9. What do the building regulations say about the use of wood in tall buildings?

The Australian National Construction Code has specific regulations that allow timber to be used in almost every aspect of a building. 

10. Doesn’t wood burn? What happens if a fire starts in a tall timber building?

Yes, timber does burn, but it burns in a known way that can be used to provide very safe structures. It is not failure of the structural elements of a building that cause the most deaths in building fires, rather it is the fire associated with a building contents. Timber buildings are designed to meet or exceed the Fire Resistance Levels (FRLs) dictated by the National Construction Code.

11. What about termites?

The types of damage to timber that is normally associated with Termites in residential applications is managed by a number of very strict design and construction guidelines. Termites pose a very small risk to tall timber buildings.

12. How are these buildings built?

Most tall timber buildings are built using Modern Methods of Construction (MMC). They will involve very high degrees of prefabrication. Work on site is governed by the prefabrication philosophy applied by the architect and builder and usually entails processes that more akin to assembly rather than construction. Wet trades are almost complete eliminated, vehicle movements are significantly reduced as are site preliminaries, crane sizes and movements and numbers of workers that are required on the building site. All of the design and much of the work is undertaken off site in a factory.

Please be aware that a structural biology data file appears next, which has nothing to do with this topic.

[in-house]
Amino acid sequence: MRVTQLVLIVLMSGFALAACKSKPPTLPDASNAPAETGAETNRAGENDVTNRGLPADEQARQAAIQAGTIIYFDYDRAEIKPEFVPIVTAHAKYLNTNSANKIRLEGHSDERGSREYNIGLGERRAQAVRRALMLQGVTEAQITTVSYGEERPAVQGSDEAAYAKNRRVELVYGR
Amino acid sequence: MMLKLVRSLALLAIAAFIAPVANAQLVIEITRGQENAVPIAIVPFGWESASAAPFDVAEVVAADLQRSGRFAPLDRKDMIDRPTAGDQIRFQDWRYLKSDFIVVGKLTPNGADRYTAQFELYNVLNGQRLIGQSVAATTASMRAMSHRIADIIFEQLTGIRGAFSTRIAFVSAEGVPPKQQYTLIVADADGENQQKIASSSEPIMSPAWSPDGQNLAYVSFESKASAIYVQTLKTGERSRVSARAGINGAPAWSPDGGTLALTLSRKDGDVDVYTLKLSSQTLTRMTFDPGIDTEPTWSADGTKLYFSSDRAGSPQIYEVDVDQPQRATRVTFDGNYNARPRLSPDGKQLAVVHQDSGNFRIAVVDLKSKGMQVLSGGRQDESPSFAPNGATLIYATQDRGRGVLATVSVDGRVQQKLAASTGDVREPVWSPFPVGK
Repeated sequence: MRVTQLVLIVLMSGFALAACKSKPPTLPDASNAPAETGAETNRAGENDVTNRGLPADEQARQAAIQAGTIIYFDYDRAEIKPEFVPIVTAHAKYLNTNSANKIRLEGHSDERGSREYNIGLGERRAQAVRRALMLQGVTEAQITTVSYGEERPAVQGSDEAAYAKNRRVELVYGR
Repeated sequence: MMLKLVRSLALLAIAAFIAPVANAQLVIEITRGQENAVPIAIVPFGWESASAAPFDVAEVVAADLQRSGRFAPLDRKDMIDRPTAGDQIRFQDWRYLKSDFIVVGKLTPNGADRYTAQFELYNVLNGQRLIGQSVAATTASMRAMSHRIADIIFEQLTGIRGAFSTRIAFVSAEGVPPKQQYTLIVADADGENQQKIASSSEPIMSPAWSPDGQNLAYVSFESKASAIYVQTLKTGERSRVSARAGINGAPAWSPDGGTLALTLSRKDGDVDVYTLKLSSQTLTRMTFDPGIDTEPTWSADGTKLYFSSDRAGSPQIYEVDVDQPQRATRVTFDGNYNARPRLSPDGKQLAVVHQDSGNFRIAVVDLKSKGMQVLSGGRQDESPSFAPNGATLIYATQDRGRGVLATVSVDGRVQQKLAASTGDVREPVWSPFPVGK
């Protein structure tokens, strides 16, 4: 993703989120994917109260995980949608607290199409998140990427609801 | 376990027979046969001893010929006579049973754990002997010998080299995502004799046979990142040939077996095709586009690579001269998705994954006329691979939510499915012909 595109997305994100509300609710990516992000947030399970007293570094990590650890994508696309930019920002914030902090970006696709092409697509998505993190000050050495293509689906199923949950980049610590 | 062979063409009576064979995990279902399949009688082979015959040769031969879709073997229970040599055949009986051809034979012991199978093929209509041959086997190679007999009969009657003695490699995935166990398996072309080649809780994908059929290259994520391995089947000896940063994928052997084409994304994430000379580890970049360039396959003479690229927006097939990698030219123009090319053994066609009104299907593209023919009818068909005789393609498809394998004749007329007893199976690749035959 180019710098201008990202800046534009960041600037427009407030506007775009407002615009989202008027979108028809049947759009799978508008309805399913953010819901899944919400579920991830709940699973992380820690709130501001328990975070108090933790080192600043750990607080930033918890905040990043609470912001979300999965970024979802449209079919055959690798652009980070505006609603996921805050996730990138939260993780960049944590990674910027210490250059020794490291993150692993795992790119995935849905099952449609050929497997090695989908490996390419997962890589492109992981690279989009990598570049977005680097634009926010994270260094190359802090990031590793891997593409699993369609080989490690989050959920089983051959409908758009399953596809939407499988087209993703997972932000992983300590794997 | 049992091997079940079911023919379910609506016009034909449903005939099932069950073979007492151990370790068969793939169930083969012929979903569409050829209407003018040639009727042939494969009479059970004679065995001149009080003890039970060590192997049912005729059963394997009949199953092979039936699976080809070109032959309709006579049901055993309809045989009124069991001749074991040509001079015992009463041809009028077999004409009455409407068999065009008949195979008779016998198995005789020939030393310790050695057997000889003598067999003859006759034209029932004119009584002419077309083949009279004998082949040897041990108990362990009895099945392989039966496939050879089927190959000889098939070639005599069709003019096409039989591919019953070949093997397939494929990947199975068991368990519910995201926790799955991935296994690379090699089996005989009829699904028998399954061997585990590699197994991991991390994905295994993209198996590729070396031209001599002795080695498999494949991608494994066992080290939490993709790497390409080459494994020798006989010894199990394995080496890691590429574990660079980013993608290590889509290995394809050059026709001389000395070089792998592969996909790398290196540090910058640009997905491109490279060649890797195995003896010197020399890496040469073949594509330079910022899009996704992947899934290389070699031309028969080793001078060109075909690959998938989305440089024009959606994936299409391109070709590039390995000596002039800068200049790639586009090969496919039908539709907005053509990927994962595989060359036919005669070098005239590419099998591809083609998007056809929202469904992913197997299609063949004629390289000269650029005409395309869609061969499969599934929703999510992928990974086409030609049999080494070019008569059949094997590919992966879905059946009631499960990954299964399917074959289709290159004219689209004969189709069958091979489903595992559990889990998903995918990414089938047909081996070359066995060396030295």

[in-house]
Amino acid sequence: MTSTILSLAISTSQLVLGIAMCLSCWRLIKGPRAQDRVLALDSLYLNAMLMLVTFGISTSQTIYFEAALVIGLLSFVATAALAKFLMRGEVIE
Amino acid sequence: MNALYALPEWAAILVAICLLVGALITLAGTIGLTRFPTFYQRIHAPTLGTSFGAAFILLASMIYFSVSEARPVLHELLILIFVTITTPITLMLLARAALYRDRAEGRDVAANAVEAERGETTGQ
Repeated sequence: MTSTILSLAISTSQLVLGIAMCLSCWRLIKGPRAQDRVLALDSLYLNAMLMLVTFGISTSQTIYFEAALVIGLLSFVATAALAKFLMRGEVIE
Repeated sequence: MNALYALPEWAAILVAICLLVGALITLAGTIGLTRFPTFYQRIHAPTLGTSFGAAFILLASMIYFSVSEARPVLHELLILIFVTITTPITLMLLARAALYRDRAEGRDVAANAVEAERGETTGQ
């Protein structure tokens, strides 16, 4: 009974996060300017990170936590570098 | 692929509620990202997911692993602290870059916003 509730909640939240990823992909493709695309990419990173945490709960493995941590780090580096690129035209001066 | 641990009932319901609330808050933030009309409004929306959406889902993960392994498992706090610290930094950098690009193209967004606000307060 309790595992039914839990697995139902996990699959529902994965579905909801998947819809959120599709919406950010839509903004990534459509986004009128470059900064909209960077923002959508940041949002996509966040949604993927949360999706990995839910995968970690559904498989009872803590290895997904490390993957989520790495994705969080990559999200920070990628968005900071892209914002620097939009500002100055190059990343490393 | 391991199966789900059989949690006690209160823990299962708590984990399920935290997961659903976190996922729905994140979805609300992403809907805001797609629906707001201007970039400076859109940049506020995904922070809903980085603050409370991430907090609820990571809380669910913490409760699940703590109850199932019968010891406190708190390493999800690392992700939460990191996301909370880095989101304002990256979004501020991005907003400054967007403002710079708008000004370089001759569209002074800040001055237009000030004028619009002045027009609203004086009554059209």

13. What differences are there between a tall timber building and a standard concrete and steel building? 

Tall timber buildings are faster and safer to build than steel and concrete and they are usually half the weight resulting in smaller footings. Depending on span, floor and beam sections may be slightly deeper in a timber building, but column sizes are often significantly smaller. 

14. Building tall buildings with wood is a new idea, is there the industry support yet?

The timber industry is very supportive of the use of timber in tall buildings. The timber industry sponsored information resource, WoodSolutions’ proves a wealth of technical information relating all areas of timber construction. The building sector is beginning to adapt its processes and timber is being very closely assessed by both the tier one and tier two builders. The government regulatory authorities have invested significant resources into ensuring that building regulations keep pace with technology and ensure that all timber buildings meet or exceed requirements.

15. Where can I get more information about building tall buildings with wood?

16. General information on timber design in Australia for tall timber buildings can be found at: 

17. A number of international timber promotion organisations also maintain extensive timber design, specification and construction information resources such as: 

Environmental organisations will play a key role in supporting the development of a new sustainable industry. EnviroPark is proud to support Planet Ark’s Make it Wood campaign Planet Ark – Make it Wood